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The policy of eradicating Ukraine’s national identity carried out by the Russian Federation (the RF) on the occupied Crimean peninsula, is accompanied by changes in the demographic composition and systematic and widespread human rights abuses. This policy has characteristics of both war crimes and crimes against humanity. However, the self-incrimination of the policy aimed at the cultural extermination of people (ethnocide) at the international level remains controversial.
The terms “ethnocide” and “cultural genocide” can usually be found in the media and legal doctrine. Nowadays, the use of these legal categories is a challenge, as their content is not clearly defined, and international treaties as well as acts of universal organizations do not directly enshrine them.This situation is not due to the fact that ethnocide has never been implemented in practice, but due to the lack of political will, as evidenced by the history of adoption of the Convention on the Prevention and Punishment of the Crime of Genocide (Genocide Convention, 1948).
Historical perspective and international practice
The author of the concept of “genocide” in international law is Raphael Lemkin. From his point of view, culture was an integral part of the individual and group well-being of the society, and the threat or destruction of culture itself was a trigger for the assimilation and physical destruction of the group.According to Lemkin’s concept, cultural genocide has two phases:
- destruction of the national identity of the oppressed group;
- imposing the oppressor’s national identity on those who remained in the occupied territory after the expulsion processes, including by colonizing such territory with the oppressor’s own citizens.
According to Lemkin, cultural genocide is an integral part of the crime of genocide – the systematic activity of destroying a group of people by any means over a period of time, including by banning political and social institutions, eradicating culture and language, changing national identity and persecution of religious minorities. Such activities directly affect the feeling of personal security, freedom and dignity. Therefore, for Lemkin, it is primary, and the “machine gun” can be used when the mentioned tools fail or the genocide is planned to be carried out by blitzkrieg.
Despite a fairly sound theory, the inclusion of cultural genocide as an element of international crime in the Genocide Convention was prevented by states that feared persecution for the degrading treatment of minorities on their own territory. During the development of the text of the international treaty, the countries were divided into two camps. The first called for the inclusion of cultural genocide, citing as a negative example Hitler’s policy of banning minority language teaching in schools, destroying museums and seizing cultural monuments. The second camp expressed its dissatisfaction with the inclusion of an article on cultural genocide, justifying such opposition by the lack of a definition of the term and the fact that cultural genocide, unlike physical destruction, does not shock the conscience of humanity (mass killings cannot be compared to burning libraries).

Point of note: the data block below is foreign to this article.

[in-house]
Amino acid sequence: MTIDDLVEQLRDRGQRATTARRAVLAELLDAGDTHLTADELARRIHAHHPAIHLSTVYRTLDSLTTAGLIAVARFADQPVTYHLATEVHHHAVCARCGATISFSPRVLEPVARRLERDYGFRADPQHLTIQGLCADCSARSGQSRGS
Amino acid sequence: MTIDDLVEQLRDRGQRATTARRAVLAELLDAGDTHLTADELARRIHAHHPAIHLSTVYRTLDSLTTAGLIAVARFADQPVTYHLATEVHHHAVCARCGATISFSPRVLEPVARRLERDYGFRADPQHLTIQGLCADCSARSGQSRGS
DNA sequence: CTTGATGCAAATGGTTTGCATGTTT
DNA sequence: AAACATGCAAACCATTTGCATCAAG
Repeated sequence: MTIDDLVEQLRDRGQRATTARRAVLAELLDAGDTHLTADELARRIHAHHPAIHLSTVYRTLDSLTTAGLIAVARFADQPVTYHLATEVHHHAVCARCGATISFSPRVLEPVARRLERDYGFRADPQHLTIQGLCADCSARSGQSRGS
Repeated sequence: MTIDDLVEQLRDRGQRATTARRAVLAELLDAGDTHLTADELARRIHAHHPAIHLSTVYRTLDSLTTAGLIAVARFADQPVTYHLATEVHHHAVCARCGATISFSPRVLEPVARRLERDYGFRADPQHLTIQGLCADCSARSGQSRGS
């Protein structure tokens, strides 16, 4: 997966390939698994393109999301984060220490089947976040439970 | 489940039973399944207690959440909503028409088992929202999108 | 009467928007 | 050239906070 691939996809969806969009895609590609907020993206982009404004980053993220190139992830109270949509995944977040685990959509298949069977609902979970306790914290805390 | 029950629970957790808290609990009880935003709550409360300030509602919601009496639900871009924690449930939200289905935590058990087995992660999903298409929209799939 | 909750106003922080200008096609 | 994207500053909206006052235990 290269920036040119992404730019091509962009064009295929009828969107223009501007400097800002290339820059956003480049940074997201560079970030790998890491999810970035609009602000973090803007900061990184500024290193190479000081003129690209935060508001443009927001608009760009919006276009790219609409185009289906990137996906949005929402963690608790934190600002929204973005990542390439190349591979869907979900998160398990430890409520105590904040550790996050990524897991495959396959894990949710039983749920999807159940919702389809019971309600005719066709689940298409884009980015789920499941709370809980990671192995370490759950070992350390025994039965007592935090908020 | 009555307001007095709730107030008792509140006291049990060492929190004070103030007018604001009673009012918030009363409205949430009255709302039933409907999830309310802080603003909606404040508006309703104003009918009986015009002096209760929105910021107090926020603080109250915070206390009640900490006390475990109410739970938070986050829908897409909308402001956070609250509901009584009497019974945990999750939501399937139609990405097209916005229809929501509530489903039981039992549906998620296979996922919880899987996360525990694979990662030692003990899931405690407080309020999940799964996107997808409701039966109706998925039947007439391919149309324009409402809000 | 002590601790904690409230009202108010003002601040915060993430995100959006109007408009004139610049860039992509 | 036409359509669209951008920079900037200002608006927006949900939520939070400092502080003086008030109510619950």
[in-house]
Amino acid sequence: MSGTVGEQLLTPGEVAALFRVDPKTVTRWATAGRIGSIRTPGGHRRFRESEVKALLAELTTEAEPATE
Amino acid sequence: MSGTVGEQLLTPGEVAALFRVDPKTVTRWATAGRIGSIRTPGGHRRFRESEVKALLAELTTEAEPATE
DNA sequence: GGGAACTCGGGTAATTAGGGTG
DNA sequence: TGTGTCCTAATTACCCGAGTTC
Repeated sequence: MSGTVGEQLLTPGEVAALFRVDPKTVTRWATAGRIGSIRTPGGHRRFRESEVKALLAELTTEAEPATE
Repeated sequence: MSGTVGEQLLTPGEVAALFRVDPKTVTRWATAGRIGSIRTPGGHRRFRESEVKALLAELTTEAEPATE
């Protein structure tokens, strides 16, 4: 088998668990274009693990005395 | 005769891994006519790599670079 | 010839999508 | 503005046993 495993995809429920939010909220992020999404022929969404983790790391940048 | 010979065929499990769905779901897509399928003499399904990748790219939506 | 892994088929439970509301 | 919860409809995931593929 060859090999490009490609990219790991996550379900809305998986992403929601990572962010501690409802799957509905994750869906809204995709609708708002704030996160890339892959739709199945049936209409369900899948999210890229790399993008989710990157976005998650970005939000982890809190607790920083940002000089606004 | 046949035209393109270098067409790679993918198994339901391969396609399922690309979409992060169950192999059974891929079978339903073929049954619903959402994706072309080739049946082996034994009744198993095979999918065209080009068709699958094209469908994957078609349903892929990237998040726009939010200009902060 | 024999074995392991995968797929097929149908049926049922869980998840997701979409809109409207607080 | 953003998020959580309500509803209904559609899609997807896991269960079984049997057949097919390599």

Interestingly, despite the fact that Lemkin paid special attention to the cultural genocide of Ukrainians carried out by the USSR, the socialist states belonged to the first camp, while Australia, the United States, Iran, Canada, Sweden, France, Peru, India and Great Britain – to the second one.
Some states of the second camp (Canada, Australia, Iran) not only refrained from condemning cultural genocide, but also considered it an instrument of spreading civilization among indigenous peoples, a kind of “fruitful path to salvation”. The victims of their “educational activities” were, first of all, children. Marlene Brant Castellano, Linda Archibald, and Mike DeGagné explain such attention to the younger generation there that aggressive domestication was considered futile in the case of adults. For example, Canada’s policy to expand boarding schools for indigenous peoples was a conscious choice to change children’s identities, and attempts to instill a Euro-Canadian identity in them lasted from 1831 to the 1970s.
As a result, the Genocide Convention was adopted in abbreviated form. While the world celebrated the victory of human rights ideals and the international criminalization of atrocities against racial, ethnic, religious and national groups, Raphael Lemkin considered this international treaty his defeat. Among the five components of the international crime of genocide, only one is related to cultural extermination: the forcible transfer of children of a protected group to another group.
However, Lemkin’s approach was developed and supplemented by other scholars. In particular, Julian Burger believed that the group’s cultural assimilation was no less dangerous than physical destruction. The researcher calls the marginalization of culture cultural genocide or ethnocide. The latter term refers to the deprivation of an ethnic group or its individual members of the right to use, develop and disseminate their own culture and language collectively or individually. For Burger, ethnocide and cultural genocide are synonymous. Instead, the drafting of the UN Declaration on the Rights of Indigenous Peoples revealed that there was no clear agreement on the meaning of these terms, their common and different features. Part III, B Travaux Préparatoires, states that “ethnocide is seen as the destruction of peoples, and cultural genocide as the destruction of the physical manifestations of culture”. The protection against ethnocide (although this concept is not mentioned in the Declaration) provided for in Article 8 is closely linked to the prohibition of genocide. The relevant article grants indigenous peoples a collective right to live in freedom, peace and security as separate peoples and prohibits any acts of genocide or any other act of violence, including the forcible transfer of children from one protected group to another group.
Despite the fact that the UN Declaration on the Rights of Indigenous Peoples, adopted in 2007 after 20 years of drafting processes, is not legally binding, acts developed for its implementation by individual states not only increase understanding of the concept of ethnocide, but are quite progressive for states that a few decades ago were proponents of cultural genocide “for the purpose of civilization”.
Thus, the Australian Commission on Human Rights believes that the prohibition of ethnocide includes the protection of indigenous peoples from forced assimilation, genocide and the destruction of their culture, as well as any action that: